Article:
19. Ghosts of Mars (2001)
A loose rewrite of Carpenter’s own Assault on Precinct 13 (itself a loose rewrite of Rio Bravo), Ghosts of Mars moves the action to the Red Planet, where a police officer (Natasha Henstridge) is forced to team up with a notorious outlaw (Ice Cube) in order to survive waves of attacks from possessed miners. Cube’s fun and the world of the film has some intriguing details, but the action is weirdly lifeless and the budgetary limitations sometimes make it feel like a ’90s CD-ROM game. The film flopped, leading Carpenter to take some time off.
18. The Ward (2010)
Carpenter returned, nine years and a couple of Masters of Horror episodes later, with the claustrophobic thriller The Ward, starring Amber Heard as a troubled inmate in an Oregon psychiatric institute. The film features a great supporting cast that includes Danielle Panabaker, Mamie Gummer, and Jared Harris, but it doesn’t really develop a spark until the last act, which builds to a shrug of a twist ending. Carpenter, who now enjoys playing video games and touring with his music, hasn’t shown much interest in directing a film since, ending his career with a good-enough footnote — at least for now.
17. Vampires (1998)
Carpenter loves Westerns, and he’s folded elements of the genre into many of his films, but he’s never directed a proper Western himself. This 1998 film starring James Woods as a vampire slayer pursuing some especially nasty bloodsuckers through the American Southwest is probably the closest he’ll come. That’s kind of a shame, since it’s a deeply unpleasant film that, unlike even his bloodiest efforts, plays like it’s in love with violence for its own sake.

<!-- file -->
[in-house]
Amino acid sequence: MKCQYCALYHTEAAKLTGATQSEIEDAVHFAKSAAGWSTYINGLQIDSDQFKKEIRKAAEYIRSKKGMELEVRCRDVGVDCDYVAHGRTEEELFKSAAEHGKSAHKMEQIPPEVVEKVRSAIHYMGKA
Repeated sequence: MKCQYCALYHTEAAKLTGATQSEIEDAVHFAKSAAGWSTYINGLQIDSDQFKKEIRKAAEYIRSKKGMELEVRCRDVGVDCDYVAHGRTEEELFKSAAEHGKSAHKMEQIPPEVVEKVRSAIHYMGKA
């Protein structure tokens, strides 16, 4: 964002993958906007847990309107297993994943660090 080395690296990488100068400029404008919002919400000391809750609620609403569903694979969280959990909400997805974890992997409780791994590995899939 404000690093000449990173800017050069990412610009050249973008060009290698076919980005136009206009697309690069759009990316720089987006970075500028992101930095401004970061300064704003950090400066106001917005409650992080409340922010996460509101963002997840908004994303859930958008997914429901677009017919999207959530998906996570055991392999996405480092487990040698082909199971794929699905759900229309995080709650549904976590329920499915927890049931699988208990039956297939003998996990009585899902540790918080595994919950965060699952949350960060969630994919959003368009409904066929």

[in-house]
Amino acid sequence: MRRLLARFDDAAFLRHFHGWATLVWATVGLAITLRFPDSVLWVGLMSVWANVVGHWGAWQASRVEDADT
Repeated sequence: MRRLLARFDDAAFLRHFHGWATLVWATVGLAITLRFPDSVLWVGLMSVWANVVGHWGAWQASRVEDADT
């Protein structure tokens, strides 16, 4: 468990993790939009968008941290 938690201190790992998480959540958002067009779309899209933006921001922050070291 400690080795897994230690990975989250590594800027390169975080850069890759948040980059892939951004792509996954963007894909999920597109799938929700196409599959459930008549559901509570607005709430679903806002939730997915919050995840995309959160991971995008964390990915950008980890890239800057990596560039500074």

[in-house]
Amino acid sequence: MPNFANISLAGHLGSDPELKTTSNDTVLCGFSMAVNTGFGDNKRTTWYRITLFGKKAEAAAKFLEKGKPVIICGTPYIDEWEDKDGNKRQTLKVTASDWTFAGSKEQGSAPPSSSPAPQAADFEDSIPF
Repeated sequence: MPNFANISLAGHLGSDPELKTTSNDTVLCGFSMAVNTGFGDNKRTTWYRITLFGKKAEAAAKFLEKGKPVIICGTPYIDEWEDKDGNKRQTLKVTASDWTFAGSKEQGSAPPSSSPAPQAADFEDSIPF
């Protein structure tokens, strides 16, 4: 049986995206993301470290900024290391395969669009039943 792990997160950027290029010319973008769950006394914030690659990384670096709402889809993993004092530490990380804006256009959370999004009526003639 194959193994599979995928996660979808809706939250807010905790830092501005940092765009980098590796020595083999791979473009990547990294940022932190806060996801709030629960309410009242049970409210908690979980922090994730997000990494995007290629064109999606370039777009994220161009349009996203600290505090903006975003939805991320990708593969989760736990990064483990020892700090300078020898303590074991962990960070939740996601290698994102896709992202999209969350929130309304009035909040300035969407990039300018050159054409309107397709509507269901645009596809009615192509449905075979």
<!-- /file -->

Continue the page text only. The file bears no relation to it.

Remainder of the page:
16. Village of the Damned (1995)
Vampires was hailed by some as a comeback at the end of what had been rough ’90s for Carpenter, but some of the films he made that decade have come to look better over time now that Carpenter has become less easy to take for granted (and at least one deserves to be considered among Carpenter’s best; more on that later). There’s nothing essential about this adaptation of the John Wyndham novel The Midwich Cuckoos, which had been previously adapted, chillingly well, as Village of the Damned, in 1960. But Carpenter makes the most of an eerie, misty Northern California atmosphere in a story of a small town that becomes home to a bunch of creepy, mind-controlling children. (Bonus: It co-stars Christopher Reeve and Mark Hamill, making it rare team-up of Superman and Luke Skywalker.)
15. Escape From L.A. (1996)
Carpenter revisited the post-apocalyptic world of his earlier Escape From New York with this West Coast sequel that sends Kurt Russell’s Snake Plissken into an equally devastated Los Angeles in search of the president’s daughter. The humor is broad, the effects occasionally janky, and nobody needed to see Snake surf. But Russell clearly enjoys playing the Über-macho hero and supporting turns from Steve Buscemi and others make it work better than an unnecessary sequel should.